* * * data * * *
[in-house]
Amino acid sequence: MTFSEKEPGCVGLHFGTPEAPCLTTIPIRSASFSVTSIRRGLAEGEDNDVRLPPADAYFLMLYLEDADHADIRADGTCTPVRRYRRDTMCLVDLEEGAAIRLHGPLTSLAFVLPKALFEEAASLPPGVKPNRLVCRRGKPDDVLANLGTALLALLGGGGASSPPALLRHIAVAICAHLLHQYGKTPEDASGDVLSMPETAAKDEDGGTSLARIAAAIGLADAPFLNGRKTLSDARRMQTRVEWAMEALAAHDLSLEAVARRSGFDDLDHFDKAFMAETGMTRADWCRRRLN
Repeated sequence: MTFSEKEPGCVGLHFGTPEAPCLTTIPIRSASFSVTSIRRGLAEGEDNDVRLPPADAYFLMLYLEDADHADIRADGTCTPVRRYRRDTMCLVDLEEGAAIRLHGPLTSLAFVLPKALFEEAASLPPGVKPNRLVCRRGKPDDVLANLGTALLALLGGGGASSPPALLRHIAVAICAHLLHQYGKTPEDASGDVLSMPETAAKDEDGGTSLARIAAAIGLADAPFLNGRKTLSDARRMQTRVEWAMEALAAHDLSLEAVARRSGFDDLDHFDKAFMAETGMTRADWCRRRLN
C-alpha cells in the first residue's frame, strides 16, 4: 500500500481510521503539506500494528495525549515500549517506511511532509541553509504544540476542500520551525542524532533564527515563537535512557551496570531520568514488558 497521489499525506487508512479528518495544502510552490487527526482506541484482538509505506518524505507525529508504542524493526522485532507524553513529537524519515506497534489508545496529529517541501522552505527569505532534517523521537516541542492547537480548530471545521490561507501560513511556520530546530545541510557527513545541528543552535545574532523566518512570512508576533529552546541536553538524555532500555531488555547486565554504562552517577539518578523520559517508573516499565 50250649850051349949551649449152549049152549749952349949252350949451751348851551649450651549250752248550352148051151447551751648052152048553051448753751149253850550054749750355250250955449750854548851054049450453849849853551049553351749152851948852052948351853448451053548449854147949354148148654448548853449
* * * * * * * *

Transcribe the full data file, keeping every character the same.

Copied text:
[in-house]
Amino acid sequence: MTFSEKEPGCVGLHFGTPEAPCLTTIPIRSASFSVTSIRRGLAEGEDNDVRLPPADAYFLMLYLEDADHADIRADGTCTPVRRYRRDTMCLVDLEEGAAIRLHGPLTSLAFVLPKALFEEAASLPPGVKPNRLVCRRGKPDDVLANLGTALLALLGGGGASSPPALLRHIAVAICAHLLHQYGKTPEDASGDVLSMPETAAKDEDGGTSLARIAAAIGLADAPFLNGRKTLSDARRMQTRVEWAMEALAAHDLSLEAVARRSGFDDLDHFDKAFMAETGMTRADWCRRRLN
Repeated sequence: MTFSEKEPGCVGLHFGTPEAPCLTTIPIRSASFSVTSIRRGLAEGEDNDVRLPPADAYFLMLYLEDADHADIRADGTCTPVRRYRRDTMCLVDLEEGAAIRLHGPLTSLAFVLPKALFEEAASLPPGVKPNRLVCRRGKPDDVLANLGTALLALLGGGGASSPPALLRHIAVAICAHLLHQYGKTPEDASGDVLSMPETAAKDEDGGTSLARIAAAIGLADAPFLNGRKTLSDARRMQTRVEWAMEALAAHDLSLEAVARRSGFDDLDHFDKAFMAETGMTRADWCRRRLN
C-alpha cells in the first residue's frame, strides 16, 4: 500500500481510521503539506500494528495525549515500549517506511511532509541553509504544540476542500520551525542524532533564527515563537535512557551496570531520568514488558 497521489499525506487508512479528518495544502510552490487527526482506541484482538509505506518524505507525529508504542524493526522485532507524553513529537524519515506497534489508545496529529517541501522552505527569505532534517523521537516541542492547537480548530471545521490561507501560513511556520530546530545541510557527513545541528543552535545574532523566518512570512508576533529552546541536553538524555532500555531488555547486565554504562552517577539518578523520559517508573516499565 50250649850051349949551649449152549049152549749952349949252350949451751348851551649450651549250752248550352148051151447551751648052152048553051448753751149253850550054749750355250250955449750854548851054049450453849849853551049553351749152851948852052948351853448451053548449854147949354148148654448548853449